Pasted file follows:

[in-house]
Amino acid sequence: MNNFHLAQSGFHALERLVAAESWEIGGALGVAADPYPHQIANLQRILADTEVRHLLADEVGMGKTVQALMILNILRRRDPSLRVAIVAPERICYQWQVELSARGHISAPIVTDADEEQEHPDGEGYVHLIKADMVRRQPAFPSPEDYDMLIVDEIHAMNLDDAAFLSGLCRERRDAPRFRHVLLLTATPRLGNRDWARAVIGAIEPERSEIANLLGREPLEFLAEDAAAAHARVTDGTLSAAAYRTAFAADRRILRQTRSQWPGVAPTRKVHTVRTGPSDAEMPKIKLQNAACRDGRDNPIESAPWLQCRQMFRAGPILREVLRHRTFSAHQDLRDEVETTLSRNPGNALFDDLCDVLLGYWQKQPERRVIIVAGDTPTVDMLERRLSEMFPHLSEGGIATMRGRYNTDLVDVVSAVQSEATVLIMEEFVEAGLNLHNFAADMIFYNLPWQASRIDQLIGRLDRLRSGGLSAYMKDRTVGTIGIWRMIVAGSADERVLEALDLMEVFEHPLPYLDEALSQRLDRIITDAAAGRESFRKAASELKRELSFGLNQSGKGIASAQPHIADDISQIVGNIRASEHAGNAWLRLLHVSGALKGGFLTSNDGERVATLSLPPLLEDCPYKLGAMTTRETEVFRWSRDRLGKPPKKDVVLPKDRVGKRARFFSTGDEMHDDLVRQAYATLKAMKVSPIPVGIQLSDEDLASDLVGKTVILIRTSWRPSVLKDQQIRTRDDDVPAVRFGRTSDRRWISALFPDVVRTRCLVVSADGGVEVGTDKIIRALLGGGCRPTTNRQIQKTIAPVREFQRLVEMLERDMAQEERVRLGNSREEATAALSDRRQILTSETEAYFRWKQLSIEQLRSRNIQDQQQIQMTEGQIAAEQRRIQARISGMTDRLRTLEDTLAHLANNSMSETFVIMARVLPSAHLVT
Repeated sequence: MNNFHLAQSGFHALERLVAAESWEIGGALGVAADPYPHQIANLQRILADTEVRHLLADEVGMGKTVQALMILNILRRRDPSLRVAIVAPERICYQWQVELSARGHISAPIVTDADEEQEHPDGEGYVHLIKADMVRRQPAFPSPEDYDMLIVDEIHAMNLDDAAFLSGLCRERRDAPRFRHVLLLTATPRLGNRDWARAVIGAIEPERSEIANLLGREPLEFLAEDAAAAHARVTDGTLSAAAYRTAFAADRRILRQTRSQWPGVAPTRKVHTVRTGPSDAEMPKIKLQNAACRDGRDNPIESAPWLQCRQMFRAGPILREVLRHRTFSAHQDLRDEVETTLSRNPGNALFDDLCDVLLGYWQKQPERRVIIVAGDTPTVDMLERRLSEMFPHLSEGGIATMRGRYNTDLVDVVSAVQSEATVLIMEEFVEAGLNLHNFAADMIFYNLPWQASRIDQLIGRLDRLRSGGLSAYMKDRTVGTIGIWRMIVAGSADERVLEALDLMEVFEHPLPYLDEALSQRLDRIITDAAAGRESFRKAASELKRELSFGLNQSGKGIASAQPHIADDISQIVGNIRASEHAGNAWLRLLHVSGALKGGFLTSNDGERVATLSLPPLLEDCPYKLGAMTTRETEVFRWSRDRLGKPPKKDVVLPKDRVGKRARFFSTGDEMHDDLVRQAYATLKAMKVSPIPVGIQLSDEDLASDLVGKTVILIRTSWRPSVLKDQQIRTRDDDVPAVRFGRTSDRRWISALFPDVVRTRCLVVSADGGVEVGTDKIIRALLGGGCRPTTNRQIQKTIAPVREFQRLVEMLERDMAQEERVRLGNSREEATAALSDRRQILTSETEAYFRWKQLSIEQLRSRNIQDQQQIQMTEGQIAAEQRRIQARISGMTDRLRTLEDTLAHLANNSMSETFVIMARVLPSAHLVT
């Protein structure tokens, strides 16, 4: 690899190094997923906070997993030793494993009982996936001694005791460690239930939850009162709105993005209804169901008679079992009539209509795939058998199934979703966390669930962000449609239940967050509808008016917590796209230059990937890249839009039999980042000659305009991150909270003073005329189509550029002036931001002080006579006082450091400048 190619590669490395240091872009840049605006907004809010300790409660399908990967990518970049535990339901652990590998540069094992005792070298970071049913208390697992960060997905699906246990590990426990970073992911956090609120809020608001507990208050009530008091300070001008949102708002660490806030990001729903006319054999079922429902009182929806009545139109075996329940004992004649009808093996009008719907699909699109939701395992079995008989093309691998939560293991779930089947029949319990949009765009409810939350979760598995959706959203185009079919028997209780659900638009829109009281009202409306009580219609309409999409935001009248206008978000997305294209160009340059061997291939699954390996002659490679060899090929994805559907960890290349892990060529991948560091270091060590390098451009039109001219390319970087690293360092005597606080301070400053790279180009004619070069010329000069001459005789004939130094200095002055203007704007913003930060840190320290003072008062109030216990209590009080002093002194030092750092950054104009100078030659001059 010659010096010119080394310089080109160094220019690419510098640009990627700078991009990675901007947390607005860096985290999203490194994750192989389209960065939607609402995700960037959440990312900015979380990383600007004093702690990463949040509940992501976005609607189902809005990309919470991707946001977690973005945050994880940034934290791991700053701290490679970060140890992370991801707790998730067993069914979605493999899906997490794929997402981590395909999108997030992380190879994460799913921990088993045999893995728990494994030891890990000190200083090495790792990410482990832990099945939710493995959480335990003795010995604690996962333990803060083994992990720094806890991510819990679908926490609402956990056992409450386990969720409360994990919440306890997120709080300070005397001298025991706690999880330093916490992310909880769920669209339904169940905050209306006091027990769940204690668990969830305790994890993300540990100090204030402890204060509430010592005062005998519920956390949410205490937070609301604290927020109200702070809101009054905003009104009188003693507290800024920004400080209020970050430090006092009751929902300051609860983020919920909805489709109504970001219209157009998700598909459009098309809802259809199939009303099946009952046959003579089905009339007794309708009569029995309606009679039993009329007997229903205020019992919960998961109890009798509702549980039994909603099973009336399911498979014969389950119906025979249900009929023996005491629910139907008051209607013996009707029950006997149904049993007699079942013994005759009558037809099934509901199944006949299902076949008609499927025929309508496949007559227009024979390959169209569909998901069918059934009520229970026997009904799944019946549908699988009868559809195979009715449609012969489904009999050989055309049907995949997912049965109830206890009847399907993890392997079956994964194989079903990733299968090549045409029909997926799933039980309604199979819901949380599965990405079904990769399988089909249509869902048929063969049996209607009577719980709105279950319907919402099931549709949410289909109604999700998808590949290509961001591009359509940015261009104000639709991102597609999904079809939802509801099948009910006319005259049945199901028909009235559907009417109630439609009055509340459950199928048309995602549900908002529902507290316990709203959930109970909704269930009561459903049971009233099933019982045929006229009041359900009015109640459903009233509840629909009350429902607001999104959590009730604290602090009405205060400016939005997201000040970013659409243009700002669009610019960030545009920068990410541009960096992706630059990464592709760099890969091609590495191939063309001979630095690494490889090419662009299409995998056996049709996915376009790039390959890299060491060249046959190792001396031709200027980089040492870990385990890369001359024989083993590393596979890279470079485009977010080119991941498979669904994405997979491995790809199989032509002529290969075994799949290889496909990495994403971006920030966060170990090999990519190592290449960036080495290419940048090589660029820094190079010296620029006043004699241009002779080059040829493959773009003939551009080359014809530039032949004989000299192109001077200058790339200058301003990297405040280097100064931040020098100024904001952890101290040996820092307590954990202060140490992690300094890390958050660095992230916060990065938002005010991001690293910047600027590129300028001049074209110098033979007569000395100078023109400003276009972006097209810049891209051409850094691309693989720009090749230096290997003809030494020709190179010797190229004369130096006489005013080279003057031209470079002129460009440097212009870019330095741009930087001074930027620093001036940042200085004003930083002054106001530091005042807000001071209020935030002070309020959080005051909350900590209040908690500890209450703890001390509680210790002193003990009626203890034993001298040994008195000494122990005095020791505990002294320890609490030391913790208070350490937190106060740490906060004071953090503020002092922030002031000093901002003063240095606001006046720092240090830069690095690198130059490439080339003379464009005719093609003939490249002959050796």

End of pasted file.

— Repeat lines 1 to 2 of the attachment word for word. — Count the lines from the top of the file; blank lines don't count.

[in-house]
Amino acid sequence: MNNFHLAQSGFHALERLVAAESWEIGGALGVAADPYPHQIANLQRILADTEVRHLLADEVGMGKTVQALMILNILRRRDPSLRVAIVAPERICYQWQVELSARGHISAPIVTDADEEQEHPDGEGYVHLIKADMVRRQPAFPSPEDYDMLIVDEIHAMNLDDAAFLSGLCRERRDAPRFRHVLLLTATPRLGNRDWARAVIGAIEPERSEIANLLGREPLEFLAEDAAAAHARVTDGTLSAAAYRTAFAADRRILRQTRSQWPGVAPTRKVHTVRTGPSDAEMPKIKLQNAACRDGRDNPIESAPWLQCRQMFRAGPILREVLRHRTFSAHQDLRDEVETTLSRNPGNALFDDLCDVLLGYWQKQPERRVIIVAGDTPTVDMLERRLSEMFPHLSEGGIATMRGRYNTDLVDVVSAVQSEATVLIMEEFVEAGLNLHNFAADMIFYNLPWQASRIDQLIGRLDRLRSGGLSAYMKDRTVGTIGIWRMIVAGSADERVLEALDLMEVFEHPLPYLDEALSQRLDRIITDAAAGRESFRKAASELKRELSFGLNQSGKGIASAQPHIADDISQIVGNIRASEHAGNAWLRLLHVSGALKGGFLTSNDGERVATLSLPPLLEDCPYKLGAMTTRETEVFRWSRDRLGKPPKKDVVLPKDRVGKRARFFSTGDEMHDDLVRQAYATLKAMKVSPIPVGIQLSDEDLASDLVGKTVILIRTSWRPSVLKDQQIRTRDDDVPAVRFGRTSDRRWISALFPDVVRTRCLVVSADGGVEVGTDKIIRALLGGGCRPTTNRQIQKTIAPVREFQRLVEMLERDMAQEERVRLGNSREEATAALSDRRQILTSETEAYFRWKQLSIEQLRSRNIQDQQQIQMTEGQIAAEQRRIQARISGMTDRLRTLEDTLAHLANNSMSETFVIMARVLPSAHLVT